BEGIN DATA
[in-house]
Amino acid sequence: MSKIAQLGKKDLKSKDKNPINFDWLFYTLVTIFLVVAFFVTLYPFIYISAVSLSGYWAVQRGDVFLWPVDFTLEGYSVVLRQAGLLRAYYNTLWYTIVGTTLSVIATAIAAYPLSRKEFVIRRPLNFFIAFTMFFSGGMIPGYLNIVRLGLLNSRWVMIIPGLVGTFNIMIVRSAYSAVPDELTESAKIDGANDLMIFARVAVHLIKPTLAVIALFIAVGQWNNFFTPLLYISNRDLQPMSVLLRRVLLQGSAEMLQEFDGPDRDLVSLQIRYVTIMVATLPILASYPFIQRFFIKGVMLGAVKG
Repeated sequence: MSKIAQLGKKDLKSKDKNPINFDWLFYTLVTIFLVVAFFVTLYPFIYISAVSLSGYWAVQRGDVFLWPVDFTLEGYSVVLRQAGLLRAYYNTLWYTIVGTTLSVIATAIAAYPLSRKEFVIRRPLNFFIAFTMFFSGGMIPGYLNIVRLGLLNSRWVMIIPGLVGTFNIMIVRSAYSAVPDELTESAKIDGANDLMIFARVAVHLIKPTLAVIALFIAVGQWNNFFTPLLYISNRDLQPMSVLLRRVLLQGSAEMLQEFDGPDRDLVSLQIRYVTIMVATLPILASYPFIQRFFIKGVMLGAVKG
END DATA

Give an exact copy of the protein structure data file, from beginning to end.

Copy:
[in-house]
Amino acid sequence: MSKIAQLGKKDLKSKDKNPINFDWLFYTLVTIFLVVAFFVTLYPFIYISAVSLSGYWAVQRGDVFLWPVDFTLEGYSVVLRQAGLLRAYYNTLWYTIVGTTLSVIATAIAAYPLSRKEFVIRRPLNFFIAFTMFFSGGMIPGYLNIVRLGLLNSRWVMIIPGLVGTFNIMIVRSAYSAVPDELTESAKIDGANDLMIFARVAVHLIKPTLAVIALFIAVGQWNNFFTPLLYISNRDLQPMSVLLRRVLLQGSAEMLQEFDGPDRDLVSLQIRYVTIMVATLPILASYPFIQRFFIKGVMLGAVKG
Repeated sequence: MSKIAQLGKKDLKSKDKNPINFDWLFYTLVTIFLVVAFFVTLYPFIYISAVSLSGYWAVQRGDVFLWPVDFTLEGYSVVLRQAGLLRAYYNTLWYTIVGTTLSVIATAIAAYPLSRKEFVIRRPLNFFIAFTMFFSGGMIPGYLNIVRLGLLNSRWVMIIPGLVGTFNIMIVRSAYSAVPDELTESAKIDGANDLMIFARVAVHLIKPTLAVIALFIAVGQWNNFFTPLLYISNRDLQPMSVLLRRVLLQGSAEMLQEFDGPDRDLVSLQIRYVTIMVATLPILASYPFIQRFFIKGVMLGAVKG